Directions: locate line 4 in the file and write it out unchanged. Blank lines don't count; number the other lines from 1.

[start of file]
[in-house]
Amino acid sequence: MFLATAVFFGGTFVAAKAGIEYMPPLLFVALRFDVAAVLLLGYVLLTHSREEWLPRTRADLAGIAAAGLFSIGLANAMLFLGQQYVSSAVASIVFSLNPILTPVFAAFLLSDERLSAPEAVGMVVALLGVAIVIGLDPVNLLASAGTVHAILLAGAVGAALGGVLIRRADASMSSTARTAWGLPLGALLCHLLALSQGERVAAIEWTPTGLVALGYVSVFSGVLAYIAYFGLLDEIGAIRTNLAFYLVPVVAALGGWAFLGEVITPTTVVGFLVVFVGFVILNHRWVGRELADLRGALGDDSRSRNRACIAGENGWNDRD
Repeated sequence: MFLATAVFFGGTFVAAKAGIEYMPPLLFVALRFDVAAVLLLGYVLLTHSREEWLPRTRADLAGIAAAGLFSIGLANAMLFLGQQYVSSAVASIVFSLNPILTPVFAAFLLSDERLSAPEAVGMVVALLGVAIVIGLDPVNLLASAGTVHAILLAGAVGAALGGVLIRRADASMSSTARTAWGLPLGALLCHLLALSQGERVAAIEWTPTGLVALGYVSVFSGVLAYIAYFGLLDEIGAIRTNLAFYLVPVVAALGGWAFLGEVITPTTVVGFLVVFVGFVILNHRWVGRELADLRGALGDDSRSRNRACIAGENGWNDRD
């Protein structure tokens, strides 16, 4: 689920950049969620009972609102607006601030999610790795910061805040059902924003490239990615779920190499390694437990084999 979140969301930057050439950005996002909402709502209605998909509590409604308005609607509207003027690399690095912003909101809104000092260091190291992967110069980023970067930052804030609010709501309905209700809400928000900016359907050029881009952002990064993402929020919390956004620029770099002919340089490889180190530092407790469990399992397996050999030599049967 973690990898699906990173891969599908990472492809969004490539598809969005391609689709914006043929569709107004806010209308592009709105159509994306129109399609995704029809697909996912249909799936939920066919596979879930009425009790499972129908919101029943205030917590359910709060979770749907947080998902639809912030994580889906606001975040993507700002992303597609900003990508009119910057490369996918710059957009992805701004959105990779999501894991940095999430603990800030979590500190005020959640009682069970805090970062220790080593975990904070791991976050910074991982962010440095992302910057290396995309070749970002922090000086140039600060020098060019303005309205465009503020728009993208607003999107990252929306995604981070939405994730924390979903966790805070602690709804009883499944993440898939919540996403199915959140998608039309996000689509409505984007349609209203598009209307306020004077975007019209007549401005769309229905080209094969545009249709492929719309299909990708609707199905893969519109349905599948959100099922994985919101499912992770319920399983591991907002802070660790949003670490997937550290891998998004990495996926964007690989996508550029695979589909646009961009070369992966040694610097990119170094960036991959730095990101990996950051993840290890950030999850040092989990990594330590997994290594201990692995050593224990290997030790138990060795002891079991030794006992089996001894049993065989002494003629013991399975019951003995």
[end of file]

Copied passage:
């Protein structure tokens, strides 16, 4: 689920950049969620009972609102607006601030999610790795910061805040059902924003490239990615779920190499390694437990084999 979140969301930057050439950005996002909402709502209605998909509590409604308005609607509207003027690399690095912003909101809104000092260091190291992967110069980023970067930052804030609010709501309905209700809400928000900016359907050029881009952002990064993402929020919390956004620029770099002919340089490889180190530092407790469990399992397996050999030599049967 973690990898699906990173891969599908990472492809969004490539598809969005391609689709914006043929569709107004806010209308592009709105159509994306129109399609995704029809697909996912249909799936939920066919596979879930009425009790499972129908919101029943205030917590359910709060979770749907947080998902639809912030994580889906606001975040993507700002992303597609900003990508009119910057490369996918710059957009992805701004959105990779999501894991940095999430603990800030979590500190005020959640009682069970805090970062220790080593975990904070791991976050910074991982962010440095992302910057290396995309070749970002922090000086140039600060020098060019303005309205465009503020728009993208607003999107990252929306995604981070939405994730924390979903966790805070602690709804009883499944993440898939919540996403199915959140998608039309996000689509409505984007349609209203598009209307306020004077975007019209007549401005769309229905080209094969545009249709492929719309299909990708609707199905893969519109349905599948959100099922994985919101499912992770319920399983591991907002802070660790949003670490997937550290891998998004990495996926964007690989996508550029695979589909646009961009070369992966040694610097990119170094960036991959730095990101990996950051993840290890950030999850040092989990990594330590997994290594201990692995050593224990290997030790138990060795002891079991030794006992089996001894049993065989002494003629013991399975019951003995």